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Wright v. Wouten

United States District Court, E.D. Missouri, Southeastern Division

January 18, 2018

SERGEANT JUSTIN WOUTEN, et al., Defendants.



         This matter is before the Court upon pro se plaintiff Jonathan Wright's motion for leave to proceed in forma pauperis.[1] The Court has reviewed the financial information plaintiff submitted in support, [2] and will grant the motion and assess an initial partial filing fee of $9.25. Furthermore, after reviewing the complaint, the Court will partially dismiss the complaint and will order the Clerk to issue process or cause process to be issued on the non-frivolous portions of the complaint.

         28 U.S.C. § 1915(b)(1)

         Pursuant to 28 U.S.C. § 1915(b)(1), a prisoner bringing a civil action in forma pauperis is required to pay the full amount of the filing fee. If the prisoner has insufficient funds in his or her prison account to pay the entire fee, the Court must assess and, when funds exist, collect an initial partial filing fee of 20 percent of the greater of (1) the average monthly deposits in the prisoner's account, or (2) the average monthly balance in the prisoner's account for the prior six-month period. After payment of the initial partial filing fee, the prisoner is required to make monthly payments of 20 percent of the preceding month's income credited to the prisoner's account. 28 U.S.C. § 1915(b)(2). The agency having custody of the prisoner will forward these monthly payments to the Clerk of Court each time the amount in the prisoner's account exceeds $10.00, until the filing fee is fully paid. Id.

         In support of the instant motion, plaintiff submitted an affidavit and an inmate account statement showing an average monthly balance of $46.28. The Court will therefore assess an initial partial filing fee of $9.25, twenty percent of plaintiff's average monthly balance.

         Legal Standard on Initial Review

         Under 28 U.S.C. § 1915(e)(2), the Court is required to dismiss a complaint filed in forma pauperis if it is frivolous, malicious, or fails to state a claim upon which relief can be granted. A pleading that offers “labels and conclusions” or “a formulaic recitation of the elements of a cause of action will not do, ” nor will a complaint suffice if it tenders “naked assertion[s]” devoid of “further factual enhancement.” Ashcroft v. Iqbal, 556 U.S. 662, 678 (2009) (quoting Bell Atlantic Corp. v. Twombly, 550 U.S. 544, 555 (2007)).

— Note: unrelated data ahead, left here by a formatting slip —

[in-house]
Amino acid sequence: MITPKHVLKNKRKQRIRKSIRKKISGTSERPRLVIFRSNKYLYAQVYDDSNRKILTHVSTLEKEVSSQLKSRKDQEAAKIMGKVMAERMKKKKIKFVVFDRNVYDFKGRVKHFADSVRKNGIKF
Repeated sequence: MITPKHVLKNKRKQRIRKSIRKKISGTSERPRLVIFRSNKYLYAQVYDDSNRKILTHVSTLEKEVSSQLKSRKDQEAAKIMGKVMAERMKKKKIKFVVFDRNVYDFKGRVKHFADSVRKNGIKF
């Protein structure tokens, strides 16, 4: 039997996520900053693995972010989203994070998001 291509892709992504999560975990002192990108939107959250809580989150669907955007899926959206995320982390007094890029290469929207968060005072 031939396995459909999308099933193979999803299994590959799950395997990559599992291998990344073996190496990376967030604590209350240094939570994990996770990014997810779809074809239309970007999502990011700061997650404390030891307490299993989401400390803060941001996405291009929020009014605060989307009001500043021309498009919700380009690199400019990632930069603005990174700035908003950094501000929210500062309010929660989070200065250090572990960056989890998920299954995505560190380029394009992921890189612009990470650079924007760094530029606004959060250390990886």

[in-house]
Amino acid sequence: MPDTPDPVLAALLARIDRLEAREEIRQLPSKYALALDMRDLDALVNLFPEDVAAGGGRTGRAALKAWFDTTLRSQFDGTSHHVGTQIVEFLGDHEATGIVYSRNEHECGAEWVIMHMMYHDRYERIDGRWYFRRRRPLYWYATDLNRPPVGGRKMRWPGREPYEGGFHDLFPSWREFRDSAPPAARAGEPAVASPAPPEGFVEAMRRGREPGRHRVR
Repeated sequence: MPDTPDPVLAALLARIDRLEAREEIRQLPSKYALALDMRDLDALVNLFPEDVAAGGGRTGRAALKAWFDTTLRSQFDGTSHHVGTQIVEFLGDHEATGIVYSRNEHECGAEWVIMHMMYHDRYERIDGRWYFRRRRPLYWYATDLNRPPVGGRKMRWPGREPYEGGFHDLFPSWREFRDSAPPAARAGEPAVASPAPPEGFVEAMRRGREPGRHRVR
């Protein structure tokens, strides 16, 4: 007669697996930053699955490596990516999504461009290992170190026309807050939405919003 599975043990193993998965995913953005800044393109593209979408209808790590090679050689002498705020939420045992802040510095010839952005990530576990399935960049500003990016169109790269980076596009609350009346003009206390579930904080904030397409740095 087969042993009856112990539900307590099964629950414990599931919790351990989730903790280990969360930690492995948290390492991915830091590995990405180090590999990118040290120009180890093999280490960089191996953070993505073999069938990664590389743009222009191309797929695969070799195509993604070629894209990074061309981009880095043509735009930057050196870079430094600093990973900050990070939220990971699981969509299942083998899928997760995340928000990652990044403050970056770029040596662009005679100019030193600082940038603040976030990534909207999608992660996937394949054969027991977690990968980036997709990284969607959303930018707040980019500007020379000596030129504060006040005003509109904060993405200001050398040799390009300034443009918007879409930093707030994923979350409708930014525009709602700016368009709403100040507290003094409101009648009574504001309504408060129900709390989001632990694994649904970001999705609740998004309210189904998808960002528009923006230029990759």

When conducting initial review pursuant to § 1915(e)(2), the Court must accept as true the allegations in the complaint, and must give the complaint the benefit of a liberal construction. Haines v. Kerner, 404 U.S. 519, 520 (1972). However, the tenet that a court must accept the allegations as true does not apply to legal conclusions, Iqbal, 556 U.S. at 678, and affording a pro se complaint the benefit of a liberal construction does not mean that procedural rules in ordinary civil litigation must be interpreted so as to excuse mistakes by those who proceed without counsel. See McNeil v. U.S., 508 U.S. 106, 113 (1993). Even pro se complaints are required to allege facts which, if true, state a claim for relief as a matter of law. Martin v. Aubuchon, 623 F.2d 1282, 1286 (8th Cir. 1980); see also Stone v. Harry, 364 F.3d 912, 914-15 (8th Cir. 2004) (federal courts are not required to “assume facts that are not alleged, just because an additional factual allegation would have formed a stronger complaint”).

         The Complaint

         Plaintiff brings this action pursuant to 42 U.S.C. § 1983 for actions purportedly occurring during his incarceration at Scott County Jail in Benton, Missouri. Named as defendants are Sheriff Wes Drury, Sergeant Justin Wouten, Captain Ryan Dennis, Lieutenant Unknown Pratt and Sergeant Unknown Scoggins. Plaintiff sues all defendants in their official and individual capacities.

         According to the allegations in the complaint, on June 10, 2017, plaintiff “had some words” with “Correctional Officer Misty” that resulted in him being placed on “lock-down” for a threat on June 11, 2017.

         Plaintiff claims that on June 13, 2017, while he was locked in his cell, plaintiff asked defendant Justin Wouten to explain why he had been placed on lock down. Defendant Wouten replied that plaintiff should “shut up and deal with it.” Plaintiff asserts that he protested, and Wouten returned with a can of mace and told plaintiff to lay on his bed. Plaintiff refused, and Wouten sprayed mace through the “choke hole” and then slammed it shut. Plaintiff claims that he then suffered an asthma attack and required a breathing treatment as a result. As a result of the incident, plaintiff asserts that he was on “lock-down” from June 10, 2017 through September 30, 2017. He claims he was “denied everything” and “talked and wrote” to other defendants but his grievances were denied.

         Plaintiff has not made any other specific allegations against the remaining named defendants. He seeks ...

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